Managing quotas is quite tricky, requiring some preparation (see RHEL documentation. When quotas are properly setup for the filesystem, you need to enable them at runtime by
quotaon -vaug
and set for each user by
setquota -u iimeli 3000000 6000000 0 0 /dev/md3
This is the annoying part - you'll have to do this manually for each new user. With a lot of new users, you might need to devise script for automatically setting system specific quotas for the user. Ensure your settings work by running report: repquota /home
How to add new users?
New users should be added with adduser. However, you must consider also: group memberships, quota, sudoers for upgraded access (/etc/sudoers) and login options. For instance, it is a security threat to allow login for all user accounts. Set the option AllowUsers or AllowGroups in /etc/sshd/sshd_config. It is unnecessary to use DenyUsers because only allowed users can login.

In general, you might also like to setup global hosts.deny and hosts.allow if you're directly connected to net.
How to update or create SSL certificate for httpd?
In normal circumstances, you'll receive the key automatically from your identity provider (signer, or certificate authority), but if you're using a self-signed certificate you need to generate a key and create a certificate yourself. Do the following:
cd /etc/httpd/conf
/usr/bin/openssl genrsa 1024 > ssl.key/server.key
cd /usr/share/ssl/certs/
make testcert
service httpd restart
If you wish to use a passphrase, run make serverkey script instead of openssl rsa generator
How to check a hard drive?
Normally, you can use different fsck utilities to chekc your file system integrity. However, if you suspect your hard drive is badly, physically damaged, you may resort to badblocks which allows you to run write-read testing to the disc. Warningn this permanently erases everything on the disc! To do this try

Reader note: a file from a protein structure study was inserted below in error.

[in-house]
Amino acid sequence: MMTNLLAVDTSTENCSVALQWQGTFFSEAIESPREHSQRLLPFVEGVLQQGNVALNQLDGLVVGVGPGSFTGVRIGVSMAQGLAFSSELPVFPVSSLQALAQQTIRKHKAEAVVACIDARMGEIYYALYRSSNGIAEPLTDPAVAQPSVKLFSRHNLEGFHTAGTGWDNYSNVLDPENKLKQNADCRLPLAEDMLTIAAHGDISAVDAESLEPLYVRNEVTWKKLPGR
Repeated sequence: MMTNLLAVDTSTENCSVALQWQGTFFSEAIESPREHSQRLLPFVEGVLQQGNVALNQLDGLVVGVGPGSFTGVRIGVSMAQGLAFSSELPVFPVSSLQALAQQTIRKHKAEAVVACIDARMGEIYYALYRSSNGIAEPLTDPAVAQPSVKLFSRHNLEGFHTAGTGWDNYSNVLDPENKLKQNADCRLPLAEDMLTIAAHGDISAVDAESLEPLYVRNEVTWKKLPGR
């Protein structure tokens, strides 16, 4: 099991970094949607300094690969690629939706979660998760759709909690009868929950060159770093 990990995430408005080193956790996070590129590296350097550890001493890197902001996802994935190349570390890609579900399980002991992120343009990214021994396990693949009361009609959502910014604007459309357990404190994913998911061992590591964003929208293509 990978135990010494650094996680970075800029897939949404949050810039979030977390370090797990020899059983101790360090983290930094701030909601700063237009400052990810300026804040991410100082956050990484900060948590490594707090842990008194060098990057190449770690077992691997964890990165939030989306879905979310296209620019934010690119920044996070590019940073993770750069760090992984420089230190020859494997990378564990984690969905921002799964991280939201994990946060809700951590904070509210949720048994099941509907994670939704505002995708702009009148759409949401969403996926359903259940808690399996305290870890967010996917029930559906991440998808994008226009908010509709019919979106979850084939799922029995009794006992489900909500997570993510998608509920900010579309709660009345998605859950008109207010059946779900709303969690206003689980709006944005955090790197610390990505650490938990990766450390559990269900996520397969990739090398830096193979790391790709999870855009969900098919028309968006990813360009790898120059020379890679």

badblocks /dev/hdX -b 2048 -c 512 -s -v -w
preferably in safe or rescue mode with only the particular drive mounted
How to adjust system time settings
Normally, system time settings (time zone etc.) should be set when installing the operating system. Also, the drift that naturally occurs in BIOS (motherboard) clock is compensated by the network time protocol (NTP) daemon. However, if you sometimes discover that your time has drifted badly, check the following.

Adjust clock time settings in /etc/sysconfig/clock and check your timezone, which affects Day Light Savings settings. Also, turn on UTC and set your BIOS clock to Universal mean time (GMT) using command
/usr/sbin/hwclock --set --date='12/31/07 23:59:59'
Now, you must next update your system (OS) time by the command
/usr/sbin/hwclock --hctosys --utc
If your NTPD is running correctly, your system clock should be now up to date (for more details, see http://www.vanemery.com/Linux/RH-Linux-Time.html)
Some useful commends for NTP:
service ntpd stop
#force adjust ntpdate -b
service ntpd start
ntpq -p
How to change BASH prompt?
Individual users can change their prompt by setting environment variable PS1 in their initialization file ~/.bash_profile or ~/.bash_rc. If you would like to set a system-wide default value for the prompt, use /etc/profile. You can also experiment with different prompt styles dynamically by the command:
export PS1='[

Related content:
Bash Shell Script to resolve destinations of T.Co hyperlinks created by Twitter to proper URL , 2013/10/02

Command line script to batch rename files in UNIX shell, 2010/01/06

Practical guide to using SSH public key identification, 2008/06/25

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Keywords: [unix] , [computers] Document's status: Ok (Document dates explained)

This document created: 2007/03/07
Modified: 2013/12/08
Published: 2012/12/09